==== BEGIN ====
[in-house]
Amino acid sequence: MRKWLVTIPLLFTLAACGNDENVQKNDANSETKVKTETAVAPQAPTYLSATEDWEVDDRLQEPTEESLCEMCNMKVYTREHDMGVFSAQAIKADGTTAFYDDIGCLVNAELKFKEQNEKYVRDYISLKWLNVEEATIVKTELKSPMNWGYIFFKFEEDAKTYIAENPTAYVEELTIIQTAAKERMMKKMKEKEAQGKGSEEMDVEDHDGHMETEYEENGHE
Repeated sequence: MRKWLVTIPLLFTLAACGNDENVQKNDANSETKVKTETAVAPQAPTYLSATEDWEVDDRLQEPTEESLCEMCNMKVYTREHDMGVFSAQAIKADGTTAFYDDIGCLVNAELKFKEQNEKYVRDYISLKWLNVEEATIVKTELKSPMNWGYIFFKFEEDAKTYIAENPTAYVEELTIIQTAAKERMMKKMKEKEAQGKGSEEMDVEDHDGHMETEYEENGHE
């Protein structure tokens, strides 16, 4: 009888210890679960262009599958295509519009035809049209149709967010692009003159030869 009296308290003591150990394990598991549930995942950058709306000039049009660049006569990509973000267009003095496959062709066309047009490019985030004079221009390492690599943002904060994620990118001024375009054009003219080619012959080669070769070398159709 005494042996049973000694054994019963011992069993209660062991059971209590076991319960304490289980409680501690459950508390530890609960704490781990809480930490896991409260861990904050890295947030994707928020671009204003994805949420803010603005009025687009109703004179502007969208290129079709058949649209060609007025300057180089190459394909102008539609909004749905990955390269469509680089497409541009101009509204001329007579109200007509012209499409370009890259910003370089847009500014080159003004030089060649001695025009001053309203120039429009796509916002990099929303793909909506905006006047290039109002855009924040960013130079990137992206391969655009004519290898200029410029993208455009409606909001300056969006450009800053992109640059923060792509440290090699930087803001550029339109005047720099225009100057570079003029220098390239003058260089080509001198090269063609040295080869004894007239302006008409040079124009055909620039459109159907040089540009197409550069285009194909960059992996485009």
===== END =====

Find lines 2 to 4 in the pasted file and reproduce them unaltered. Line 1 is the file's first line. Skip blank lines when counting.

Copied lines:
Amino acid sequence: MRKWLVTIPLLFTLAACGNDENVQKNDANSETKVKTETAVAPQAPTYLSATEDWEVDDRLQEPTEESLCEMCNMKVYTREHDMGVFSAQAIKADGTTAFYDDIGCLVNAELKFKEQNEKYVRDYISLKWLNVEEATIVKTELKSPMNWGYIFFKFEEDAKTYIAENPTAYVEELTIIQTAAKERMMKKMKEKEAQGKGSEEMDVEDHDGHMETEYEENGHE
Repeated sequence: MRKWLVTIPLLFTLAACGNDENVQKNDANSETKVKTETAVAPQAPTYLSATEDWEVDDRLQEPTEESLCEMCNMKVYTREHDMGVFSAQAIKADGTTAFYDDIGCLVNAELKFKEQNEKYVRDYISLKWLNVEEATIVKTELKSPMNWGYIFFKFEEDAKTYIAENPTAYVEELTIIQTAAKERMMKKMKEKEAQGKGSEEMDVEDHDGHMETEYEENGHE
């Protein structure tokens, strides 16, 4: 009888210890679960262009599958295509519009035809049209149709967010692009003159030869 009296308290003591150990394990598991549930995942950058709306000039049009660049006569990509973000267009003095496959062709066309047009490019985030004079221009390492690599943002904060994620990118001024375009054009003219080619012959080669070769070398159709 005494042996049973000694054994019963011992069993209660062991059971209590076991319960304490289980409680501690459950508390530890609960704490781990809480930490896991409260861990904050890295947030994707928020671009204003994805949420803010603005009025687009109703004179502007969208290129079709058949649209060609007025300057180089190459394909102008539609909004749905990955390269469509680089497409541009101009509204001329007579109200007509012209499409370009890259910003370089847009500014080159003004030089060649001695025009001053309203120039429009796509916002990099929303793909909506905006006047290039109002855009924040960013130079990137992206391969655009004519290898200029410029993208455009409606909001300056969006450009800053992109640059923060792509440290090699930087803001550029339109005047720099225009100057570079003029220098390239003058260089080509001198090269063609040295080869004894007239302006008409040079124009055909620039459109159907040089540009197409550069285009194909960059992996485009």